For as long as I can remember, I would go to mass every Sunday, say my prayers before every meal, and called myself a Catholic Christian. My family raised my brother and I as your typical Catholic children. It was around my sophomore year of high school, however, that I realized I was just that – your typical Catholic kid – who had no idea why he prayed the prayers he did, Who he prayed to, why he woke up to go to mass every Sunday morning (dragged to mass more like it) and whose intellectual curiosity had led him to one too many Richard Dawkins videos on YouTube. At this time, I became somewhat of a skeptic/agnostic. Underlying all of my doubts, however, was the firm belief that my own happiness and the Christian life could never work together. I thought that God with all of his rules and laws and don’t-do-this and don’t-covet-thats would never allow for me to be fully free and happy.
Entering my junior year of high school, my brother Chris (also a lapsed Catholic by this point) was a freshman at Baylor and was brought to a church called Antioch Community Church. He invited me to World Mandate, Antioch’s college conference, and after 2 hours of intense worship and inner conflict I decided God had to exist. I “felt” the Spirit moving in me as well to confess all of my sins and let go of all the suffering I had stored deep in my heart. I asked for prayer and that night I chose Jesus Christ as my Savior and became a Christian again. I call this point in my life my ’emotional’ conversion.
After two years of Jesus highs and skeptical lows, with my right brain all pumped full of the Holy Spirit telling me to “JUST BELIEVE” warring against my left brain which couldn’t reconcile science with Christianity, I entered Baylor the fall of 2012. I was going to mass at St. Peter’s only to please my Catholic parents, while at the same time caught between the influence of my lifegroup leader at Antioch and a pesky FOCUS missionary named Marcus Schoch at St. Peter’s. I remember at this time ultimately reverting back to agnosticism through frustration and depression, unable to provide any reasonable defense of my emotionally charged faith, without a foundation to base any of my beliefs in save for the belief of others around me.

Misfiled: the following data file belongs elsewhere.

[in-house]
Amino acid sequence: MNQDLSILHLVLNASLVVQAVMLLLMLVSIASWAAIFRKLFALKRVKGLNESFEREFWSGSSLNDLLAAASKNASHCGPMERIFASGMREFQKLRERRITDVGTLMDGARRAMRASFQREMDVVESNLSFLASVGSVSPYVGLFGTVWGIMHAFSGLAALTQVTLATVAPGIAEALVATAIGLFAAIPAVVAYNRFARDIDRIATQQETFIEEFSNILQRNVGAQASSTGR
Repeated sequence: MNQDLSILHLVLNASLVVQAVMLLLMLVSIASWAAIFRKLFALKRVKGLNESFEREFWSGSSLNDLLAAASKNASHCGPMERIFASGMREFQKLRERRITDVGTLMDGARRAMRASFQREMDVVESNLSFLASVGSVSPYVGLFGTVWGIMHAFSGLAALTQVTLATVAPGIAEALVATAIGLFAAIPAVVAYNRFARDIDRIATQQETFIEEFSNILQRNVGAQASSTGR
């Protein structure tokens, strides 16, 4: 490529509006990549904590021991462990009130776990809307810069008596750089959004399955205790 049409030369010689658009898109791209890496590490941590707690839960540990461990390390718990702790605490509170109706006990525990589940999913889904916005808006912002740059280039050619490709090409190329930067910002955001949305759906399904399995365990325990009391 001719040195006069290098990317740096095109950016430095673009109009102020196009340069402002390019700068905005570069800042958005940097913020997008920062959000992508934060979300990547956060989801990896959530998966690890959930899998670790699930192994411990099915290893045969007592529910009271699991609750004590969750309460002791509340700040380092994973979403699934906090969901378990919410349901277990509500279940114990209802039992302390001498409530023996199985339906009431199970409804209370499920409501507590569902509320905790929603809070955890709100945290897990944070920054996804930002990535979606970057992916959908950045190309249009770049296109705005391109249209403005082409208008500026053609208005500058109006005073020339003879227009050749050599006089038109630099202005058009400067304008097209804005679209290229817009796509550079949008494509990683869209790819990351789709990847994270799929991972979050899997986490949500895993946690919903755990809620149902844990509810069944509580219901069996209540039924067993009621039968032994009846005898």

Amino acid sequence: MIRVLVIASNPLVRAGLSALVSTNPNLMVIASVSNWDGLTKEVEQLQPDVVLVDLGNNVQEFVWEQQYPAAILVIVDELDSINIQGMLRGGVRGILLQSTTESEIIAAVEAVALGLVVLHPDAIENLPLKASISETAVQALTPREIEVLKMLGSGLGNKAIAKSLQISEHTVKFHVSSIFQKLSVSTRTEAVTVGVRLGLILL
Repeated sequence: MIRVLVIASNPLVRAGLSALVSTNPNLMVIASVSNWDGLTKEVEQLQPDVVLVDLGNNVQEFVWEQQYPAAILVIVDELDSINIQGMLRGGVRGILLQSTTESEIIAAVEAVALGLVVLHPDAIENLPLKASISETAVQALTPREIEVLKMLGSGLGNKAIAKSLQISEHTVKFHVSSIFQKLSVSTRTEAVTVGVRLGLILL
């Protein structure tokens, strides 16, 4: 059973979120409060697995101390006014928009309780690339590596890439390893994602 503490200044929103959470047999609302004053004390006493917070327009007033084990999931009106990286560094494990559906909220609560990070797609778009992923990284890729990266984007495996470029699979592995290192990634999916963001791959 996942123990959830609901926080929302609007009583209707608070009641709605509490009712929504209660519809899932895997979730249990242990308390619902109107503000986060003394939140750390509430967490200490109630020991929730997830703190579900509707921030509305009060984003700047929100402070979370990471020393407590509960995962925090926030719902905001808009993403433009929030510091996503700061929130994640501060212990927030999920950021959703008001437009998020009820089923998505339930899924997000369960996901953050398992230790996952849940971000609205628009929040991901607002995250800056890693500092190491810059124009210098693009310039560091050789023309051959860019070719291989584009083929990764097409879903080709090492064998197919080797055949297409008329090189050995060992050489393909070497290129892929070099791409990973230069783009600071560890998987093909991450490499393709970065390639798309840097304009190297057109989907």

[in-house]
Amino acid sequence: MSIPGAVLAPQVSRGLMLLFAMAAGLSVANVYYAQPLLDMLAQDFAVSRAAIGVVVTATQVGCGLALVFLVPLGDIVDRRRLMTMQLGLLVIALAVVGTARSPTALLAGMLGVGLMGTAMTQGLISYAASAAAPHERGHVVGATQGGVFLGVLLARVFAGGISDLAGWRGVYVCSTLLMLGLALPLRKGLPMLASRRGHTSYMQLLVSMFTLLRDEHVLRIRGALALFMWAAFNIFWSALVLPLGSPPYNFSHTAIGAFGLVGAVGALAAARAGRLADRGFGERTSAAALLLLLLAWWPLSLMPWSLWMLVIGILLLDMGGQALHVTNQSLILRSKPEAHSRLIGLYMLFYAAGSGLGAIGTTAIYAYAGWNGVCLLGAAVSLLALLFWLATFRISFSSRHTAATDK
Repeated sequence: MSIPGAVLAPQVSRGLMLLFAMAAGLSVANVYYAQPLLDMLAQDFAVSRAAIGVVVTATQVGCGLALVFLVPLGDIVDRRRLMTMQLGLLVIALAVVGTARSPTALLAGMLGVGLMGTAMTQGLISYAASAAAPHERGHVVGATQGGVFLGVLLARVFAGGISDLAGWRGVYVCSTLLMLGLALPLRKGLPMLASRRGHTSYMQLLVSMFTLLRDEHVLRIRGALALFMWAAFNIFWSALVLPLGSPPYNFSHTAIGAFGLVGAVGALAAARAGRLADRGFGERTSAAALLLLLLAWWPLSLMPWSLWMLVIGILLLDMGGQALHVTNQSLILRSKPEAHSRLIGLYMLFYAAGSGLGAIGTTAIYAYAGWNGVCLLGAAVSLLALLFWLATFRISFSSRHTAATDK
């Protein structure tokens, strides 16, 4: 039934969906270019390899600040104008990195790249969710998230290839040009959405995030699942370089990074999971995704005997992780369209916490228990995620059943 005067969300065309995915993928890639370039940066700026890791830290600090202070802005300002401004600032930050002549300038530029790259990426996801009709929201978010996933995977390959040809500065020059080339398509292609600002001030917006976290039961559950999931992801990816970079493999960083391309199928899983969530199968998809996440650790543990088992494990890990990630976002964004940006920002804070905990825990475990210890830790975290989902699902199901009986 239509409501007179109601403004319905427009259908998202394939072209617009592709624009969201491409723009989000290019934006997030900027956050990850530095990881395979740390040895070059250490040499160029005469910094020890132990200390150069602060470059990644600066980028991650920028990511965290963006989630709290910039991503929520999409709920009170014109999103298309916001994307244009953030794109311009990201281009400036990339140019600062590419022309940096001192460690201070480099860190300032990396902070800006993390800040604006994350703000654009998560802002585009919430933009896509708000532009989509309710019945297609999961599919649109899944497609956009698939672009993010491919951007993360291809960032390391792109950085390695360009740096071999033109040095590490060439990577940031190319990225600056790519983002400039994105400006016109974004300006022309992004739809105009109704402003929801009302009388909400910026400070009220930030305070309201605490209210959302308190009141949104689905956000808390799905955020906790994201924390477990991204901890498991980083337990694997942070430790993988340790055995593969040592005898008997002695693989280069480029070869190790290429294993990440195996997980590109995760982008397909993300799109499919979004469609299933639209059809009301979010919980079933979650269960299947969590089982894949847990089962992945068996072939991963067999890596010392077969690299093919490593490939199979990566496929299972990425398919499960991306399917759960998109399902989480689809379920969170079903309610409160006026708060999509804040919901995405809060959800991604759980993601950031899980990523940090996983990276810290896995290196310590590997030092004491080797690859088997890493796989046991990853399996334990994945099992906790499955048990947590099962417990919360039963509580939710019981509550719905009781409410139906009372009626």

It was then that Marcus invited me to SEEK, a FOCUS conference for college students. To put it briefly, SEEK absolutely changed my life. Intelligent people were talking about proofs from modern science for the existence of God. Scholars and professors spoke of true manhood rooted in virtue, perfected in excellence and formed in the image of God. We adored the body of Christ for two hours, and 400 priests administered the sacrament of Reconciliation to 6000 college students. The unity of mind, the pursuit of truth, goodness, and beauty, the deep-rootedness of Catholicism in philosophy, and its complete disregard for modern science’s supposed conflict with religion, completely floored me. I finally had the foundation, the Petrus upon which to build my faith, and a church that did not receive its teaching from any one man’s theology save that of the Son of God.
My happiness, I discovered, was not my own to discover. For two thousand years the Church has been teaching the path to true Joy, lasting and eternal. It was as Augustine so famously said “Our hearts are restless Lord, until they rest in You”. Resting in the community of St. Peter’s, surrounded by brilliant minds, warm hearts, and true friends, I can say that my journey was blessed by caring individuals who had not only my temporal happiness but also my eternal salvation in mind. I recall a quote by John Paul II that I saw during SEEK, that I have cherished since: “Freedom consists not in doing what we like, but in having the right to do what we ought.” Before, I lived according to my own will; now I understand that a good life consists in living according to the Will of God.